Ninety-five percent of Uruguay is rural and Uruguay is roughly the same size as England and Wales combined. Juan Federico Fischer, managing partner at Andersen, advises multinationals and individuals about investing in Uruguay and has created frameworks for large-scale investments in agriculture, timber, and real estate investment in Uruguay. He’s regularly quoted in the international press on Uruguay’s investment climate.
In this interview, Karen A Higgs, founder of Guru’Guay, and Federico discuss why investors choose Uruguay, and specifically the attraction of farmland. We talk about yields and how to get started investing. Karen asks about the benefits to Uruguayan society of so much foreign investment and how the land is protected. Federico answers Guru’Guay readers’ questions about carbon-neutral beef, subsidies for organic farming and whether setting up a boutique winery is a good investment.
This article is based on the interview and has been edited for brevity and clarity.
Federico, before we get into farmland, why do your clients choose to invest in Uruguay?
I think Uruguay has become well known over the decades. Often called the Switzerland of South America, there’s stability and predictability—you don’t see swings in the economy. It’s that stability and predictability that investors look for. It’s a place where the legal system works, the courts work and enforce contracts. Private property is strongly protected—there’s no history of expropriations. It’s the country with the lowest level of corruption in Latin America, on par with most OECD countries and European countries.
It’s a place where investors are protected, and foreign and local investors are treated equally. So it’s a country that’s very friendly and very open to investors, which it has shown consistently through its regulations and the way investors are treated. It’s a country one can rely on.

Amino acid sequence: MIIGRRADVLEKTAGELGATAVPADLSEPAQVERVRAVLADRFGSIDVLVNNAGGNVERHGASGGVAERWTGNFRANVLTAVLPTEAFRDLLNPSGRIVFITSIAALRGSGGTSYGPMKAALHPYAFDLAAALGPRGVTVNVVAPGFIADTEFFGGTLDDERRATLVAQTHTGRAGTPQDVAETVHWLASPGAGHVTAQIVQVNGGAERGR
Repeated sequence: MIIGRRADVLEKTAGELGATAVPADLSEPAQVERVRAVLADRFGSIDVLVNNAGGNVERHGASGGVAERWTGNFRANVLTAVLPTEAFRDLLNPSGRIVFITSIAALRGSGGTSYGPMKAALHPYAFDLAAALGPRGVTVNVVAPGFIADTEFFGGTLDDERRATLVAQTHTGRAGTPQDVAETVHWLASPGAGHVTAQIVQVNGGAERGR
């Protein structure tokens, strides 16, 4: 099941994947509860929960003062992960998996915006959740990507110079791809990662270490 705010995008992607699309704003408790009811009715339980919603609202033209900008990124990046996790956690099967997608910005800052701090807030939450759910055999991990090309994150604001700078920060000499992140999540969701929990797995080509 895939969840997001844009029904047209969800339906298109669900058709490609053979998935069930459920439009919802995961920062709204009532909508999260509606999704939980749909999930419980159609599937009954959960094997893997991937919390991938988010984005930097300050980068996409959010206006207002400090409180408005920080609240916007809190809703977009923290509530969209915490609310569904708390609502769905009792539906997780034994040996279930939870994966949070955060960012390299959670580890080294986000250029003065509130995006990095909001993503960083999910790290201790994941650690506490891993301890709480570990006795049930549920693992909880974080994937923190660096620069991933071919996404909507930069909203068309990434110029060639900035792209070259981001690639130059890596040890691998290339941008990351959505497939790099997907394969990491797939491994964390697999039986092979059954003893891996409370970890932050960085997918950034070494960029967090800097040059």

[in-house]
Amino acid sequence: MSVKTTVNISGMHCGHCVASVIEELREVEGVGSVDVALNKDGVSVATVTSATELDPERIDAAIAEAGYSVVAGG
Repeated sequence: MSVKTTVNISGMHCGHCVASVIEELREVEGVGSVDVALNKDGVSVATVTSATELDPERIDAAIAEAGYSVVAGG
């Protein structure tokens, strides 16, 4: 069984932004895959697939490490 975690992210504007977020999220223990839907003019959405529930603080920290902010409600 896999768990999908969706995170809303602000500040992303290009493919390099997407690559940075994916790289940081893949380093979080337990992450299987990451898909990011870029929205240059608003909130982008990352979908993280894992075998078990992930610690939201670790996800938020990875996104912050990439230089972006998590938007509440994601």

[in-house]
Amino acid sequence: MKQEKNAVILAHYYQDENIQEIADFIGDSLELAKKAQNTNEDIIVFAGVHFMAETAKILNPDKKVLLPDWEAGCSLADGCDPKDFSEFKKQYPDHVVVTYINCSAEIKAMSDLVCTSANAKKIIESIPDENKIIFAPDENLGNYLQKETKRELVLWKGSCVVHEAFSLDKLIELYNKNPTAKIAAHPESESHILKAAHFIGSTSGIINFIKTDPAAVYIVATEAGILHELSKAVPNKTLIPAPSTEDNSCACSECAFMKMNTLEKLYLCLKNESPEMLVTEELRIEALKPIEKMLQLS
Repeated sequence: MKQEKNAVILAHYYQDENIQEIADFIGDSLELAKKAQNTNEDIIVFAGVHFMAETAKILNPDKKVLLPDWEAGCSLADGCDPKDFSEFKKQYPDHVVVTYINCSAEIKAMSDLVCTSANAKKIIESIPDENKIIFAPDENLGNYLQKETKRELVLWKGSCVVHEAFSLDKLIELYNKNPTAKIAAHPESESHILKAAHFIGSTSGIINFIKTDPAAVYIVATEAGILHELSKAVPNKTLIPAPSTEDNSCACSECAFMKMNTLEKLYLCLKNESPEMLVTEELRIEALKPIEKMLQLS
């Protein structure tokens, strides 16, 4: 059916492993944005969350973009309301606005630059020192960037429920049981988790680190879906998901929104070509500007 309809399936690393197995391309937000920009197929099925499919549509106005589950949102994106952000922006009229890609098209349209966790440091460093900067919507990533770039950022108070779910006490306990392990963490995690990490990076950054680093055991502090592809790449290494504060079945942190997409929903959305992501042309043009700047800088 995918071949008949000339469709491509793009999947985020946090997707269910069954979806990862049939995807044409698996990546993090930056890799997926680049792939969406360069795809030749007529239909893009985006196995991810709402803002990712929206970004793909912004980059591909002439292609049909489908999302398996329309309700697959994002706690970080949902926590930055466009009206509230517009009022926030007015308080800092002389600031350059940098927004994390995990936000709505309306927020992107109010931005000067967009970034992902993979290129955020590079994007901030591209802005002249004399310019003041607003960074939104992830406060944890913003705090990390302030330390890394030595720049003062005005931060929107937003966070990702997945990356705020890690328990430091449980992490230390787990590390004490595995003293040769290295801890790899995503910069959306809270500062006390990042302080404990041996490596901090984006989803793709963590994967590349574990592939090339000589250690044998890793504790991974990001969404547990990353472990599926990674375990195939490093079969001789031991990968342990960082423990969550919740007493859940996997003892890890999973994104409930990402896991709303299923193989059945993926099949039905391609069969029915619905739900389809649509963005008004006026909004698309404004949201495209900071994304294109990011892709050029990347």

So why invest in farmland in Uruguay?
The commodity boom of the early 2000s changed Uruguay. Today Uruguay is the fifth biggest exporter of beef, the fourth exporter of rice, and the sixth exporter of soybeans in the world. When a third pulp mill opens next year, Uruguay will become the second exporter of short fibre for pulp for paper in the world after Brazil. So it’s a powerhouse in producing things from the land. When I say things from the land, I would say food plus wood.
That has made it a big attraction for foreign investors. Over the last 15 years, there’s been a huge inflow of investment in this sector from all over the world, giving it a competitive advantage. We’re very involved with investors of all sizes and profiles getting involved—from institutional companies to individuals—looking to diversify.
What kind of yields are investors seeing?
When we’re talking farmland there are several different options. The most standard ones are agriculture, mostly row crops:, soybeans, wheat and corn. Next is cattle grazing as Uruguay is a big cattle and beef producer, and the third is timberland which supplies pulp from eucalyptus trees for production of paper. So I’ll focus on those three.
To keep it simple, generally from row crop agriculture, you’re looking at yields of about 4 to 7% annually on the amount invested in the land.
In cattle, it’s more stable—there are less weather-related risks—so you’re looking at 2 to 4%. Some very efficient and scalable productions may bring in a little more.
Timberland forestry—mostly eucalyptus—yields are highest. The spread is from 7 to 11% on an annual basis. Unlike cattle or row crops where you’re receiving income every year, in forestry, you’re planting and cutting trees generally every nine years. So the difference to keep in mind is that you receive a lump sum every nine years, although larger investments may scale and pay out annually.